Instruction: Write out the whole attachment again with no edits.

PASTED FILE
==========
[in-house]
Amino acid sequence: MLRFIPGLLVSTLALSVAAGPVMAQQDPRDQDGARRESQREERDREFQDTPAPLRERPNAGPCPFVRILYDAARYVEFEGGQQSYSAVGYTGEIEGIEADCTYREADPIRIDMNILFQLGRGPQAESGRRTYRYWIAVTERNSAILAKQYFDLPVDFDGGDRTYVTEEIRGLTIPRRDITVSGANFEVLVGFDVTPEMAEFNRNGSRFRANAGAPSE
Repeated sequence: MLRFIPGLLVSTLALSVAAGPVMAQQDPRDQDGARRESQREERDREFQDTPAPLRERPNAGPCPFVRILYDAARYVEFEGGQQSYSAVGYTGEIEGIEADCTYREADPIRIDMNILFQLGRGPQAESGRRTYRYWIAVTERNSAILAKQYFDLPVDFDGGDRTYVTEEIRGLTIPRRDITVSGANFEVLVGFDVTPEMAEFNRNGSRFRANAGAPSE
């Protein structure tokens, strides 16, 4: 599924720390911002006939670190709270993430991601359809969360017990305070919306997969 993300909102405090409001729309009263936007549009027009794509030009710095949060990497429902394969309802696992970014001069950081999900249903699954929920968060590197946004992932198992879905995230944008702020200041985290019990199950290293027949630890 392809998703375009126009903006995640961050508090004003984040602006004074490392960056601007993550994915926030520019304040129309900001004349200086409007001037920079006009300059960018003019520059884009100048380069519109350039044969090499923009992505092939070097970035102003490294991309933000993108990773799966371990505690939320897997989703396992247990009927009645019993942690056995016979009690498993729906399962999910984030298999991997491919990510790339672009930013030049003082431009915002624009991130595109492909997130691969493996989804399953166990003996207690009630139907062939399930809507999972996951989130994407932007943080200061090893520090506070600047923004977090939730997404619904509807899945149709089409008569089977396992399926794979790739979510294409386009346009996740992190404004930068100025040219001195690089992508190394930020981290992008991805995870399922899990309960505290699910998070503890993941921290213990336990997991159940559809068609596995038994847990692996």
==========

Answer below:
[in-house]
Amino acid sequence: MLRFIPGLLVSTLALSVAAGPVMAQQDPRDQDGARRESQREERDREFQDTPAPLRERPNAGPCPFVRILYDAARYVEFEGGQQSYSAVGYTGEIEGIEADCTYREADPIRIDMNILFQLGRGPQAESGRRTYRYWIAVTERNSAILAKQYFDLPVDFDGGDRTYVTEEIRGLTIPRRDITVSGANFEVLVGFDVTPEMAEFNRNGSRFRANAGAPSE
Repeated sequence: MLRFIPGLLVSTLALSVAAGPVMAQQDPRDQDGARRESQREERDREFQDTPAPLRERPNAGPCPFVRILYDAARYVEFEGGQQSYSAVGYTGEIEGIEADCTYREADPIRIDMNILFQLGRGPQAESGRRTYRYWIAVTERNSAILAKQYFDLPVDFDGGDRTYVTEEIRGLTIPRRDITVSGANFEVLVGFDVTPEMAEFNRNGSRFRANAGAPSE
């Protein structure tokens, strides 16, 4: 599924720390911002006939670190709270993430991601359809969360017990305070919306997969 993300909102405090409001729309009263936007549009027009794509030009710095949060990497429902394969309802696992970014001069950081999900249903699954929920968060590197946004992932198992879905995230944008702020200041985290019990199950290293027949630890 392809998703375009126009903006995640961050508090004003984040602006004074490392960056601007993550994915926030520019304040129309900001004349200086409007001037920079006009300059960018003019520059884009100048380069519109350039044969090499923009992505092939070097970035102003490294991309933000993108990773799966371990505690939320897997989703396992247990009927009645019993942690056995016979009690498993729906399962999910984030298999991997491919990510790339672009930013030049003082431009915002624009991130595109492909997130691969493996989804399953166990003996207690009630139907062939399930809507999972996951989130994407932007943080200061090893520090506070600047923004977090939730997404619904509807899945149709089409008569089977396992399926794979790739979510294409386009346009996740992190404004930068100025040219001195690089992508190394930020981290992008991805995870399922899990309960505290699910998070503890993941921290213990336990997991159940559809068609596995038994847990692996």